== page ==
Once Works Well was pure technology. Now it seeks merely to divert.
Pansy subjects - Verse! Opera! Domestic trivia! - are now commonplace.
The 300-word limit for posts is retained. The ego is enlarged

Sunday, 31 July 2011

Lost world revisited

HOW I BECAME A HACK. Part one. Now you need a degree. Then (1951) not a single qualification. Just as well since I started work, age 15, before GCEs were announced and my score was meagre.

An absolute beginner I carried mugs of tea for reporters and sub-editors, collected hourly editions of the newspaper from the press-room, opened mail, picked up hand-written copy from reporters covering magistrate courts, called on those whose relatives had died and asked for photos of deceased. Working day 8.30 am to 5 pm, five-and-a half days a week, Saturday a full working day. Salary £1 10s. a week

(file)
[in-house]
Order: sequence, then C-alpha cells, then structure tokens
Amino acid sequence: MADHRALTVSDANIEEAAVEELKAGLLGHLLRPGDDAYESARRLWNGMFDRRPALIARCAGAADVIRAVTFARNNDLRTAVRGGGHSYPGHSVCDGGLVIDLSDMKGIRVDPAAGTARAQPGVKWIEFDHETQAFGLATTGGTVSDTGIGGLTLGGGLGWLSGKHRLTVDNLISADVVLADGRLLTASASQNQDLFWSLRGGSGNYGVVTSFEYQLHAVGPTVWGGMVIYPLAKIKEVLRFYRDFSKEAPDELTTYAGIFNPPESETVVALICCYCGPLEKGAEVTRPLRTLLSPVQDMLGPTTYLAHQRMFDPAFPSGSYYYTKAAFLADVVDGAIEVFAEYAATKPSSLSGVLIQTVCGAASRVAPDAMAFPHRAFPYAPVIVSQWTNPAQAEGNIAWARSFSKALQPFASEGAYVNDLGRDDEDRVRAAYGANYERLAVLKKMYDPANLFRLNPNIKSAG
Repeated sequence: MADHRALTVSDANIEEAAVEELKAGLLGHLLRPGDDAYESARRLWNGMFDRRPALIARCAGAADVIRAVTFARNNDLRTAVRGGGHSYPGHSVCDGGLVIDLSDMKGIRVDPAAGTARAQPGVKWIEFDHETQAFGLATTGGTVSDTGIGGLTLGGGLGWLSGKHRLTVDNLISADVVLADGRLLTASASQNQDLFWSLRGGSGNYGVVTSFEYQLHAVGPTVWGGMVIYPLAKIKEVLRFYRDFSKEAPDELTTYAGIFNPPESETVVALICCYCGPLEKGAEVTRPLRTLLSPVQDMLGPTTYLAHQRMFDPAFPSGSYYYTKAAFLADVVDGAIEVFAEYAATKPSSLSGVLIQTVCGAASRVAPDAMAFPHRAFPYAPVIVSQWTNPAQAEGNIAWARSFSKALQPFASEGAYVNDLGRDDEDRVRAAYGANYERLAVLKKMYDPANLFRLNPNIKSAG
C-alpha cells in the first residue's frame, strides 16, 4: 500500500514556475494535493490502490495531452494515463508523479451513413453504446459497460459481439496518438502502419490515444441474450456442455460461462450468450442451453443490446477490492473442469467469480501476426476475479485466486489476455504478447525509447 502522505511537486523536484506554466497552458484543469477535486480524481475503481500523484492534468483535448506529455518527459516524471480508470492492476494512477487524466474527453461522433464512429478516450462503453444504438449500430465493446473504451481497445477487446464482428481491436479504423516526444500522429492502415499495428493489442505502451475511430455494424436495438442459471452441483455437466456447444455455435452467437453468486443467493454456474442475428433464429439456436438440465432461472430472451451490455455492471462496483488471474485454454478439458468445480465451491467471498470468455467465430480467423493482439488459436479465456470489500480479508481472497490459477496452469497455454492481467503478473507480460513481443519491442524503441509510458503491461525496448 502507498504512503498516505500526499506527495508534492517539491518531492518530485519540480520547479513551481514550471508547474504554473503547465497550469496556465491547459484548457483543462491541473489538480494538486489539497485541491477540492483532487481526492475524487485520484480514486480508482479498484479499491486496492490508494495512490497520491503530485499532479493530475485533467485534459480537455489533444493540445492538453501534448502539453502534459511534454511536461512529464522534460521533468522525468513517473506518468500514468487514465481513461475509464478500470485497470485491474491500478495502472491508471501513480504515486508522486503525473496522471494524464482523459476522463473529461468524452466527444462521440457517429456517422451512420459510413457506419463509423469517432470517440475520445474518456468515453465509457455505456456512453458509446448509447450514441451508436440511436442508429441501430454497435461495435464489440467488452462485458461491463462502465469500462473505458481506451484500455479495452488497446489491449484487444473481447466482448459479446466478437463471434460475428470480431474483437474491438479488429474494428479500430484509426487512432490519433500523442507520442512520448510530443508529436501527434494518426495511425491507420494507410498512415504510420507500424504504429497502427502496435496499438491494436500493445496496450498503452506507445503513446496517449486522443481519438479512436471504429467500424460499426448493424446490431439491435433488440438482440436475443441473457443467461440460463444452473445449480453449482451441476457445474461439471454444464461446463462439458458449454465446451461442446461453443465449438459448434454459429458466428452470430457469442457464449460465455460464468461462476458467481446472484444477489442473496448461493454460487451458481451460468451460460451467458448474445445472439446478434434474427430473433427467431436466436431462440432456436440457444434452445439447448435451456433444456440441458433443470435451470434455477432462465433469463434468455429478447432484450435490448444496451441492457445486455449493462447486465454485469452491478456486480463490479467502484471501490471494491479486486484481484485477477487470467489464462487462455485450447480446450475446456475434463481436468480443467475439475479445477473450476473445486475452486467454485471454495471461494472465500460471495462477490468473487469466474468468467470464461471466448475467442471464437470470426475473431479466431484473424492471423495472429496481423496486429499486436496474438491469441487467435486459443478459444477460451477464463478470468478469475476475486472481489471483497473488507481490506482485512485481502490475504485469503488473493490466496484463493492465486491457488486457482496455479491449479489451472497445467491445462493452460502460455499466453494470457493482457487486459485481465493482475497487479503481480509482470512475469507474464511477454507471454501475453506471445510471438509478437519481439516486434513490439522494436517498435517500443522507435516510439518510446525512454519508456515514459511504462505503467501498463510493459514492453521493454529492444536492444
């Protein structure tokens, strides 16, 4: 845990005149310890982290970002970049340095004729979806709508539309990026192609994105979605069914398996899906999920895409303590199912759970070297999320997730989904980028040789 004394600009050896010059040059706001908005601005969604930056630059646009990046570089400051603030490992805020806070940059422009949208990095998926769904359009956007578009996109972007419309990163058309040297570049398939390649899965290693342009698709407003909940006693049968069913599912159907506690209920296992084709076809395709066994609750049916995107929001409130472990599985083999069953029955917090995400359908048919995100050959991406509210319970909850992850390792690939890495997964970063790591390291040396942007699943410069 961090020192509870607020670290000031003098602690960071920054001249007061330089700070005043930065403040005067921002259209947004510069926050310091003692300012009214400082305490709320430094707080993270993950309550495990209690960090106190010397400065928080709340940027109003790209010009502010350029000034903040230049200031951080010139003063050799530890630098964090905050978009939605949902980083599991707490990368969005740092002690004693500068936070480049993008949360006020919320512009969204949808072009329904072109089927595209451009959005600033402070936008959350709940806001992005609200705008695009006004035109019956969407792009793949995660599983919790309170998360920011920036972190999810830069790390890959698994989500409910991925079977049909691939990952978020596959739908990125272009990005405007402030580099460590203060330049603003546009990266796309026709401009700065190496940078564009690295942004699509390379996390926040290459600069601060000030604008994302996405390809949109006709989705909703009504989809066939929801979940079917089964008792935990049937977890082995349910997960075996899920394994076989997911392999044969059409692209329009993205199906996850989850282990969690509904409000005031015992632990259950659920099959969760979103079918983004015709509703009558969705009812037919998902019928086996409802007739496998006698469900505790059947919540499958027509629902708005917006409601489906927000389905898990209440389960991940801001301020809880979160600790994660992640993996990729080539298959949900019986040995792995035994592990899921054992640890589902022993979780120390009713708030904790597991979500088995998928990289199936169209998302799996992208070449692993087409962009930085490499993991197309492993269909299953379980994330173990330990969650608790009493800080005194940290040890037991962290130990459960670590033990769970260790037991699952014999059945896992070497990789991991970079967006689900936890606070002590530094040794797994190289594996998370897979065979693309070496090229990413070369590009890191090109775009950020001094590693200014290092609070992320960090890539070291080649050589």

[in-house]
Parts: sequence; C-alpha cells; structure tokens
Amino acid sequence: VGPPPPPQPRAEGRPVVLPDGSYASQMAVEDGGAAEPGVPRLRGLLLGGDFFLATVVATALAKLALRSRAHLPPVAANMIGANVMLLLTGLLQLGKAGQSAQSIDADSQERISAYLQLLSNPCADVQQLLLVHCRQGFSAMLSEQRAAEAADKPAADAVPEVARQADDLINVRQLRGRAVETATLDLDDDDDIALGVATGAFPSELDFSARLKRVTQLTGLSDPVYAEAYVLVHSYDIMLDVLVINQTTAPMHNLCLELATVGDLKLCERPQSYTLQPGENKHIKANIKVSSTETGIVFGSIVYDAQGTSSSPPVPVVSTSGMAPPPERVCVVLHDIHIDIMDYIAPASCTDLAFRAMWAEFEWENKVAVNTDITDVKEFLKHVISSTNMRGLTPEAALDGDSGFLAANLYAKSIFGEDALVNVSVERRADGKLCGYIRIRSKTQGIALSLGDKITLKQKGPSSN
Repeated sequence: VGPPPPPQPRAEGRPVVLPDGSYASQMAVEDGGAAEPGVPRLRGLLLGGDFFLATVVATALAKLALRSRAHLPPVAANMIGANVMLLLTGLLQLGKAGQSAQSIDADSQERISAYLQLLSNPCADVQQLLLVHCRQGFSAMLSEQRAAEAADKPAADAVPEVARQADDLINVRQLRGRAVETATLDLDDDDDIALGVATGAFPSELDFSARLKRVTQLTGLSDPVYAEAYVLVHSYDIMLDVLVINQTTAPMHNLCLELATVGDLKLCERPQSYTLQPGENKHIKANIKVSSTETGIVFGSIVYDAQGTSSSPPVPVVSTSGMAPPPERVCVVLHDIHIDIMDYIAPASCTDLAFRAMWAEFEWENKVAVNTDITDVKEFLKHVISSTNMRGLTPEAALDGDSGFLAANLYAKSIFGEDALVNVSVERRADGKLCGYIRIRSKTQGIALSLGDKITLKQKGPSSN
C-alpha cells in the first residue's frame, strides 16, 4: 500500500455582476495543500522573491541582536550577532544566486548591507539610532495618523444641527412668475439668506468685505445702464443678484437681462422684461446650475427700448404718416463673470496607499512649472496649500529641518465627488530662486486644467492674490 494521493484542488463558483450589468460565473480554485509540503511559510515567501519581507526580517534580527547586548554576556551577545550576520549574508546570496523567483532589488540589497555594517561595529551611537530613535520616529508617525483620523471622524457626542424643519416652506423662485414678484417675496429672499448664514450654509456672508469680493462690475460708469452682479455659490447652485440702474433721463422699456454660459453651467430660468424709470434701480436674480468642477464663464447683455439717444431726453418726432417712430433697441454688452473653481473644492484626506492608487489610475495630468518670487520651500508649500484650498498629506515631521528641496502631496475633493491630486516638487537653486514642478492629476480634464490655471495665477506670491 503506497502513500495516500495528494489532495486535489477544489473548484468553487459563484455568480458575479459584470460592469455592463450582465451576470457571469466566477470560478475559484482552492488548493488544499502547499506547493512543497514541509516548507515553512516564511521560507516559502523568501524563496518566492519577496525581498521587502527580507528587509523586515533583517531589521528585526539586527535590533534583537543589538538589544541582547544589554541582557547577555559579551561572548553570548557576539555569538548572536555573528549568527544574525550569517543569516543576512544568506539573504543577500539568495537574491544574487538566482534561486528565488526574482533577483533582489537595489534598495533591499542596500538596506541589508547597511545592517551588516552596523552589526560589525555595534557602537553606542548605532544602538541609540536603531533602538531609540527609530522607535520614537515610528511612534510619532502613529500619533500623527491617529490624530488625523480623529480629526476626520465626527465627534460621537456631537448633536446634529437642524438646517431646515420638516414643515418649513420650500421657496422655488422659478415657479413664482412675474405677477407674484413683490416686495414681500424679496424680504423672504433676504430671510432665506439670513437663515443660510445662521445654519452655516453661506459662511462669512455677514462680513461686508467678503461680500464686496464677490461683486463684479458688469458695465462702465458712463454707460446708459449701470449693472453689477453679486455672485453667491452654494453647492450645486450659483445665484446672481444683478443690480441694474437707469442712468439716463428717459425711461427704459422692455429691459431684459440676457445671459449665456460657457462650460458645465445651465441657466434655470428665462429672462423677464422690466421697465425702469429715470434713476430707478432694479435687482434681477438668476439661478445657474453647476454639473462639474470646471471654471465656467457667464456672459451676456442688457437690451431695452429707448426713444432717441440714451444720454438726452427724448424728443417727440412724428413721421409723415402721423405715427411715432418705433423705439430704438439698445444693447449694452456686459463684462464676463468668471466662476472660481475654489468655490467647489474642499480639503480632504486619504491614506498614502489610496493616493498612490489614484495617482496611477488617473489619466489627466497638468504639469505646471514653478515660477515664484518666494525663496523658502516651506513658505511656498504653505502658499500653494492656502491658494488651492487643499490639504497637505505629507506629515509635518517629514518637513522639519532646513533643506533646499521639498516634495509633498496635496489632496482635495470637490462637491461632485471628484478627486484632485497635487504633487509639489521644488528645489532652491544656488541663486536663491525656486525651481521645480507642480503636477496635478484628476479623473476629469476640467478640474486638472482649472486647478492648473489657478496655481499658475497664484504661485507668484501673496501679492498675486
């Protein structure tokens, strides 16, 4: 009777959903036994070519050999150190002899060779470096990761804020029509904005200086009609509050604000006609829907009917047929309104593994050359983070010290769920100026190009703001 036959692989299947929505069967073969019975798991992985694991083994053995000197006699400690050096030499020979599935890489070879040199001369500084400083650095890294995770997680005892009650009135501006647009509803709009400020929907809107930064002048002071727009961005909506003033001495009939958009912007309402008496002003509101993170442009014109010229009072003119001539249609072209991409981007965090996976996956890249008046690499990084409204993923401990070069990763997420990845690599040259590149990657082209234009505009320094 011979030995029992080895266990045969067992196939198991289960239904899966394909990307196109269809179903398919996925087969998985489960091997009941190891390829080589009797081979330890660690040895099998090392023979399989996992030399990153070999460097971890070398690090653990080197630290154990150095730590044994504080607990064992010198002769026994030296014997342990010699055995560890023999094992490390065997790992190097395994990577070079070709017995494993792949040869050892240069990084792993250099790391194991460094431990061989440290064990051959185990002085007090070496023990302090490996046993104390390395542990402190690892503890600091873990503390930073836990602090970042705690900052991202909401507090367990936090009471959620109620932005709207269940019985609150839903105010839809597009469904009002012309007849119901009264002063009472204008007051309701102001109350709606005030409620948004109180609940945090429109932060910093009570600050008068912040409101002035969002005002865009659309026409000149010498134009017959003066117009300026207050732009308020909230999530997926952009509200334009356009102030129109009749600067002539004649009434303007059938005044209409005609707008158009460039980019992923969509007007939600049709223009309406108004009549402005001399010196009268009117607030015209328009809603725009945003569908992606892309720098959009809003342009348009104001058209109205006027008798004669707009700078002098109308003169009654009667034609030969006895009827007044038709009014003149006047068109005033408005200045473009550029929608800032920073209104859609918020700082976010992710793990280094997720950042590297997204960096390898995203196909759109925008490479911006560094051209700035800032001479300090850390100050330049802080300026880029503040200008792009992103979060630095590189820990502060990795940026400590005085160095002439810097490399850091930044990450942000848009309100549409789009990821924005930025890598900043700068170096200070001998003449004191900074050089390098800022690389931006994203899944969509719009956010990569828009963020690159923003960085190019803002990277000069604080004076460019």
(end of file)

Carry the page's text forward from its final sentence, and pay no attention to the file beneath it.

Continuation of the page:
Reporting opportunities occurred in evening, mainly amateur dramatics no one else wanted to attend. Occasionally two in one evening. Watched first act, got bus back to Bradford, wrote story, handed it over. Home by 10 pm. Paid 1 p a line for anything published.

What was expected ? Never defined but eventually inferred. A deep-seated belief that newspaper journalism was the best job – the only job. Acute cynicism developed from watching lives wrecked in court cases. That I would read novels copiously, jeer at those who offended house style (eg, “… where a doctor pronounced him dead.” I pronounce you dead!), spell well without recourse to a dictionary, treasure gossip and tolerate active homosexuality.